A General History and Collection of Voyages and Travels — Volume 01 eBook

Robert Kerr (writer)
This eBook from the Gutenberg Project consists of approximately 647 pages of information about A General History and Collection of Voyages and Travels Volume 01.

[3] Hakluyt has explained Moabar on the margin by Maliassour or
    Meliassour.  The country here indicated is obviously the Carnatic, or
    kingdom of Arcot of modern times, from the circumstance of containing
    the shrine of St Thomas.  The idols mentioned by Oderic, as filling the
    church of St Thomas, were probably Nestorian images; not sanctioned by
    the Roman ritual.—­E.

SECTION VI.

Of a Strange Idol, and of certain Customs and Ceremonies.

In the kingdom of Moabar there is a wonderful idol in the shape of a man, all of pure and polished gold, as large as our image of St Christopher; and there hangs about its neck a string of most rich and precious stones, some of which are singly more valuable than the riches of an entire kingdom.  The whole house, in which this idol is preserved, is all of beaten gold, even the roof, the pavement, and the lining of the walls, both within and without[1].  The Indians go on pilgrimages to this idol, just as we do to the image of St Peter; some having halters round their necks, some with their hands bound behind their backs, and others with knives sticking in various parts of their legs and arms; and if the flesh of their wounded limbs should corrupt, owing to these wounds, they believe that their god is well pleased with them, and ever after esteem the diseased limbs as sacred.  Near this great idol temple, there is an artificial lake of water in an open place, into which the pilgrims and devotees cast gold and silver, and precious stones, in honour of the idol, and as a fund for repairing the temple; and when any new ornament is to be made, or any repairs are required, the priests take what is wanted from the oblations that are thrown into this lake.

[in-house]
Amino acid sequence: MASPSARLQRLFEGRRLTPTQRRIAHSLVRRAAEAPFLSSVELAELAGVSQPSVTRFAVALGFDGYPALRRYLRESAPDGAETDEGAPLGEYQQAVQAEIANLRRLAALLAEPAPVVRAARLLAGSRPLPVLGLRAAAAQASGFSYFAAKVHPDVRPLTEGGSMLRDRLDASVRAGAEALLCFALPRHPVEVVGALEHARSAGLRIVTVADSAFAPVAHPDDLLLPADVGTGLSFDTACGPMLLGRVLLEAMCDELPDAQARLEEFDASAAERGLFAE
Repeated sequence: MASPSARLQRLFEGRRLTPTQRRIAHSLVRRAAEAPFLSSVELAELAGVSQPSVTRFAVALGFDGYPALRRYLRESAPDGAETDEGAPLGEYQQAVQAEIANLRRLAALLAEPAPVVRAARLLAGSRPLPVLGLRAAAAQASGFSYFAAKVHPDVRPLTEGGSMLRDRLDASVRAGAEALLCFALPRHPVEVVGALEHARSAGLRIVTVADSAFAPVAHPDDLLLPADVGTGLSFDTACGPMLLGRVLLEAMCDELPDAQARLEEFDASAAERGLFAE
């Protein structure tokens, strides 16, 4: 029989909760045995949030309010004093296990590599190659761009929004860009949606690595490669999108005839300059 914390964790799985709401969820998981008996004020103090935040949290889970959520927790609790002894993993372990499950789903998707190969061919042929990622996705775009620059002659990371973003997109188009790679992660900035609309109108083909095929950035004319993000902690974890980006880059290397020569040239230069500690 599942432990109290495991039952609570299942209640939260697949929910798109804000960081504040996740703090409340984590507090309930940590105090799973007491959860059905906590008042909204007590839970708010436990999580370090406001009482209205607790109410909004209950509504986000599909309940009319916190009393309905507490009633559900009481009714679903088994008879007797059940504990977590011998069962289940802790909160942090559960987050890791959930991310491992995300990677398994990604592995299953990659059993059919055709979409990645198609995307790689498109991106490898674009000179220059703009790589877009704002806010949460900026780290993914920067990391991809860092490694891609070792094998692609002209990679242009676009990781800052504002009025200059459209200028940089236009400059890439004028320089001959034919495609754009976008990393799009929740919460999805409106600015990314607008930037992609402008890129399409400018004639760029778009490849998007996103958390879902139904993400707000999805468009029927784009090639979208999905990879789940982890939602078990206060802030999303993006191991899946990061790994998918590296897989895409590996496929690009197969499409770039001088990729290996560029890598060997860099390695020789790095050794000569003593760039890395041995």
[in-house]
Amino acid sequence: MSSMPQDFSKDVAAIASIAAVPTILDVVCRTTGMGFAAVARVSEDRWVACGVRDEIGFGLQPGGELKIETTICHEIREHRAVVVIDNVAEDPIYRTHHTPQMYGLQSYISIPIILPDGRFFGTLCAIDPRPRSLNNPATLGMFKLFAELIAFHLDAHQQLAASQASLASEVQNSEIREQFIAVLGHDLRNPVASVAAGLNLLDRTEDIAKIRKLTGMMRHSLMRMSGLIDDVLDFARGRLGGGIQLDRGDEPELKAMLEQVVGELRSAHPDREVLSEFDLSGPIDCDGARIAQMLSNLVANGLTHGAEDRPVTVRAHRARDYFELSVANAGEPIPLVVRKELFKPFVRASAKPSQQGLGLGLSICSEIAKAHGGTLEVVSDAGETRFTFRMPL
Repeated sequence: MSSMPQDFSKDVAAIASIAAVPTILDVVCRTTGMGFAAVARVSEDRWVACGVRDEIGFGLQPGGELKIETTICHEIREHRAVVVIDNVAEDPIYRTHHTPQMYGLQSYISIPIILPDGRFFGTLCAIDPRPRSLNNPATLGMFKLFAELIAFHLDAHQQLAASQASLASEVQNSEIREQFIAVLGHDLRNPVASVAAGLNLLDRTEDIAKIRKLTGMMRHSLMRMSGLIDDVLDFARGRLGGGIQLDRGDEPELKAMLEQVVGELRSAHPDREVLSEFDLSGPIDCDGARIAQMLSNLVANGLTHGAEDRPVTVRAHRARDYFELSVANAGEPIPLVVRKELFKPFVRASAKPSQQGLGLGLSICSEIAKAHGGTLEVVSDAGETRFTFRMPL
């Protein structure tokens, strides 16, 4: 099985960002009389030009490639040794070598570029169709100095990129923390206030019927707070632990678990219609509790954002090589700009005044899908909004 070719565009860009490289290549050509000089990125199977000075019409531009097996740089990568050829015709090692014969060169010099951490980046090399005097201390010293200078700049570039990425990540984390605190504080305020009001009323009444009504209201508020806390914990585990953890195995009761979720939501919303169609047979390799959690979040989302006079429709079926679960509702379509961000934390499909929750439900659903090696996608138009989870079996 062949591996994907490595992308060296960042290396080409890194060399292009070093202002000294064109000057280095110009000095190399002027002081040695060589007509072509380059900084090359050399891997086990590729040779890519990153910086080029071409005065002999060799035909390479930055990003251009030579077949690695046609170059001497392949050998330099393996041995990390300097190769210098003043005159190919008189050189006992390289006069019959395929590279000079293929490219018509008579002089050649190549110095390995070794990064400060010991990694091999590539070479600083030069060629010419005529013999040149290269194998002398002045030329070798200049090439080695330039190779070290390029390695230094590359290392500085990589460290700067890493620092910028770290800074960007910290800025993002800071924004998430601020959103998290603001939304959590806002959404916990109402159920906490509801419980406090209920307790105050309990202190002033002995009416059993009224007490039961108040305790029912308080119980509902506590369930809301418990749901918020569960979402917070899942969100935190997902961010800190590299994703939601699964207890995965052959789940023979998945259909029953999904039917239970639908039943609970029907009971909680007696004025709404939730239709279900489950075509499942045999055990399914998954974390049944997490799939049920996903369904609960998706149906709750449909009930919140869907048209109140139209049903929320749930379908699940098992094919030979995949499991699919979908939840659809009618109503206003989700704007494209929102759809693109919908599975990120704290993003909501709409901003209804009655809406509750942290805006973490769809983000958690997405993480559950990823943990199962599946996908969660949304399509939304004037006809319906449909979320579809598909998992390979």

At each annual festival of this idol, the king and queen of the country, with all the pilgrims, and the whole multitude of the people assemble at the temple; and placing the idol on a rich and splendid chariot, they carry it from the temple with songs and all kinds of musical instruments, having a great company of young women, who walk in procession, two and two, singing before the idol.  Many of the pilgrims throw themselves under the chariot wheels, that they may be crushed to death in honour of their god, and the bodies of these devotees are afterwards burned, and their ashes collected as of holy martyrs.  In this manner, above 500 persons annually devote themselves to death.  Sometimes a man devotes himself to die in honour of this abominable idol.  On which occasion, accompanied by his relations and friends, and by a great company of musicians, he makes a solemn feast; after which, he hangs five sharp knives around his neck, and goes in solemn procession before the idol; where he takes four of the knives successively, with each of which he cuts off a piece of his own flesh, which he throws to the idol, saying, that for the worship of his god he thus cuts himself.  Then taking the last of the knives, he declares aloud that he is going to put himself to death in honour of the god; on uttering which, he executes his vile purpose.  His body is then burned with great solemnity, and he is ever after esteemed as a holy person.

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A General History and Collection of Voyages and Travels — Volume 01 from Project Gutenberg. Public domain.
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